I think I finally have this album properly rated.  When I first heard it, it passed by me without much though, but by some Providence, I kept coming back to it.  I spent a month in Waco, Texas one week this summer, and this album was a frequent companion on my travels and travails.  Now that we’ve settled into the winter, I think this is where the record fits in the grand scheme.  Rock fans will love it; it’s loud, it’s tight and the message is on point.  If Graveyard wasn’t going to release an album this year, this is the next best thing.

#3 – Nachtblut – “Apostasie”
And now we come to what might be the most ‘fun’ album of the year.  Which is odd only because so much of the record’s imagery lingers around skulls, darkness and bodies painted black.  I don’t know, maybe I’m reading it wrong; I don’t care, if I'm wrong, I like my version better.  Anyway, there’s a lot of power on this track, and the German band finds ways to integrate the best traits of KMFDM, Rammstein and Combichrist into one gleefully raucous experience.  The riffs are catchy as hell, the drums pound like hammers and the contrasting pacing in the songs between the gothic leads and the industrial walls of noise is perfect.  Bonus points for the band’s cover of the German pop song “Was Ist Denn Los Mit Dir.”  The album would made it on this list without it, but having it just puts it over the top.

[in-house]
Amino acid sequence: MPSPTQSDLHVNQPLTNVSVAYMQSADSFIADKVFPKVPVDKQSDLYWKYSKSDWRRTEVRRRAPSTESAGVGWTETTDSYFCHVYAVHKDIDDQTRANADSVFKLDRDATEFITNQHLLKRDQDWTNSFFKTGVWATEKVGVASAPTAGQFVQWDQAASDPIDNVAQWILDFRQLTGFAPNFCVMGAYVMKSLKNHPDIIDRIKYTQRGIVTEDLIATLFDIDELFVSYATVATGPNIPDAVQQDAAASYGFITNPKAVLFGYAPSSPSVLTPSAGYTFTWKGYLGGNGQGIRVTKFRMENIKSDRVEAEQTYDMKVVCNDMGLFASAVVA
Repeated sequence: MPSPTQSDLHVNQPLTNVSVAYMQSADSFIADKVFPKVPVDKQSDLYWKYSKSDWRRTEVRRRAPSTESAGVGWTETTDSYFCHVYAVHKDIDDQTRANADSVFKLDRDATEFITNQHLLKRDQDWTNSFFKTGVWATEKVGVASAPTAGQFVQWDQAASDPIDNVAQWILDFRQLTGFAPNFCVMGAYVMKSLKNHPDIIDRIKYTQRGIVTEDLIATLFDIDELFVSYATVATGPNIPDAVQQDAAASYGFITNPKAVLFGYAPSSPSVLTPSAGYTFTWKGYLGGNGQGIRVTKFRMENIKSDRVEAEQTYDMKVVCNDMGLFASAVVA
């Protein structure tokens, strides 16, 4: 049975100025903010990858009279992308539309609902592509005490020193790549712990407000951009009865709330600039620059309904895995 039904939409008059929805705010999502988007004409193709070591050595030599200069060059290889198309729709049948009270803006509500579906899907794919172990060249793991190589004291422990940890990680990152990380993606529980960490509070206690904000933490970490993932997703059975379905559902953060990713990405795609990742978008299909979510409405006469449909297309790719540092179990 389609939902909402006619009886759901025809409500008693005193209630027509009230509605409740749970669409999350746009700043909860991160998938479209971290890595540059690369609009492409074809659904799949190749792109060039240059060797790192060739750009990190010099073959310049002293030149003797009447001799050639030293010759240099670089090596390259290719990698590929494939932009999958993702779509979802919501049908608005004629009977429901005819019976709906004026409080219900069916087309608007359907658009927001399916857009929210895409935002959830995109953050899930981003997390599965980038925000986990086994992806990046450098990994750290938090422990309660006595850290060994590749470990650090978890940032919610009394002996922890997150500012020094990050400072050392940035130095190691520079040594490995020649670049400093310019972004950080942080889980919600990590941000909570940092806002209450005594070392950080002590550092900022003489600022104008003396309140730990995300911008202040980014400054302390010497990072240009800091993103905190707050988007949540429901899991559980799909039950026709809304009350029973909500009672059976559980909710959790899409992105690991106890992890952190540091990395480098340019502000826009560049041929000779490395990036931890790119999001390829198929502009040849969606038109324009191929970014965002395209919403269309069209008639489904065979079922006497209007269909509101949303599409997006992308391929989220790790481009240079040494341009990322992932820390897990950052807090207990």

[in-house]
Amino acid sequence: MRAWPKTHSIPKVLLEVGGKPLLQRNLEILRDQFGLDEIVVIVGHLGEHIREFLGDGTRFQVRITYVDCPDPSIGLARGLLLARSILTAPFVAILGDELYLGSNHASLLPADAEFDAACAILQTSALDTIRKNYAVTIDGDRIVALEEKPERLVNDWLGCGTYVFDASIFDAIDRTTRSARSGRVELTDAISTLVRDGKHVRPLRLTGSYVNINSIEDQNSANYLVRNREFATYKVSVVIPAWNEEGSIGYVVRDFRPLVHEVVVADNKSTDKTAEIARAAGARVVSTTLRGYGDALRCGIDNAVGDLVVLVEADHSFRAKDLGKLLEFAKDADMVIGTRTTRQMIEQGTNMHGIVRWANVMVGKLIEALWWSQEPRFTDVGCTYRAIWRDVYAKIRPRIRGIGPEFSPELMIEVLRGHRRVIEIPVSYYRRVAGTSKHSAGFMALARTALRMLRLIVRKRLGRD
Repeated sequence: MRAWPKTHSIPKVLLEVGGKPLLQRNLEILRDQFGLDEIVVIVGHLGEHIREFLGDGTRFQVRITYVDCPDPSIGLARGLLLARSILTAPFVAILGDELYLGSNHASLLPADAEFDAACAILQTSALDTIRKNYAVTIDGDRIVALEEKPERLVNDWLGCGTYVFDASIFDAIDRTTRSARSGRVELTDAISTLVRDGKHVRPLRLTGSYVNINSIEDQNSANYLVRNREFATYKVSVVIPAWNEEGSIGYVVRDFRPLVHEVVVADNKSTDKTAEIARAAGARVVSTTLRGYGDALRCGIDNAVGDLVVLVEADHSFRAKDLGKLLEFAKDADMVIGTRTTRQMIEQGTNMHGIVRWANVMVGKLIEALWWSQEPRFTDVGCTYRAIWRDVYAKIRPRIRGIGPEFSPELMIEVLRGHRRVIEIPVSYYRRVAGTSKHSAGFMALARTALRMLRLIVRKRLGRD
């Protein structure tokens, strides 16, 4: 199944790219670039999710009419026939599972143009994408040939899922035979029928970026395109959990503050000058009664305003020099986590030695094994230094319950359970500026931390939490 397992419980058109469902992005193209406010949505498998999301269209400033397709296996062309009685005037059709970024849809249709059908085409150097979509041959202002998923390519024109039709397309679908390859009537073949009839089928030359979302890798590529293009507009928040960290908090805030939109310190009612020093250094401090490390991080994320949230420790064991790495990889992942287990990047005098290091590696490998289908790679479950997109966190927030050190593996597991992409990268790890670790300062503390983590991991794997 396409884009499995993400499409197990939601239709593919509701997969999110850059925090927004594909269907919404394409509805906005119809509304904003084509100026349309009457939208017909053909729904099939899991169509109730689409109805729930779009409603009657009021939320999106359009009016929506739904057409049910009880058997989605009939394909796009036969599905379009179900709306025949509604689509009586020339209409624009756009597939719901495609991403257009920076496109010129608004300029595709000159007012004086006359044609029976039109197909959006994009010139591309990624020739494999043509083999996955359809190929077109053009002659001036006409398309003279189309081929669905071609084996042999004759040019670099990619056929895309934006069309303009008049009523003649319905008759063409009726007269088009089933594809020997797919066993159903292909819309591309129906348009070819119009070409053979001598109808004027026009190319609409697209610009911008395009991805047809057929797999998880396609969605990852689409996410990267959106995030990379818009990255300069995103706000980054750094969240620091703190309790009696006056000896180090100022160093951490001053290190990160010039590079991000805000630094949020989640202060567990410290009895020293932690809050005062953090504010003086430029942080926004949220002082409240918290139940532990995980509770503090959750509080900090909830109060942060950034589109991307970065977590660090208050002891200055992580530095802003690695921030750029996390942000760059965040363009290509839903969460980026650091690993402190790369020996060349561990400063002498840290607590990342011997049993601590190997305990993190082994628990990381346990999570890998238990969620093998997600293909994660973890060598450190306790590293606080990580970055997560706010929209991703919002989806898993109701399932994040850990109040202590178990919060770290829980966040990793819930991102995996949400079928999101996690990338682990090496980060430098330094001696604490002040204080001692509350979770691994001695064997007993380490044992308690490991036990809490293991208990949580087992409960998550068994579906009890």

#2 – John 5 and the Creatures – “Season of the Witch”
In the history of my year-end top ten lists, there have only been two albums to crack the rankings while not featuring a single lyric.  This one, and John 5’s previous album “Careful With That Axe.”  Unlike so many other virtuoso guitar players, John is trying to not just entertain with his impressive skill, but write songs that actually have movements and sound like songs people would want to listen to.  His variety of styles doesn’t hurt, as he bends from rock to metal to country to ballad and occasionally mixes them with great success.  Part of what made the old “Tom and Jerry” cartoons work so well is that the artists had an amazing ability to tell stories without words.  It’s a rare talent and John 5 taps into that same vein, though through a different medium.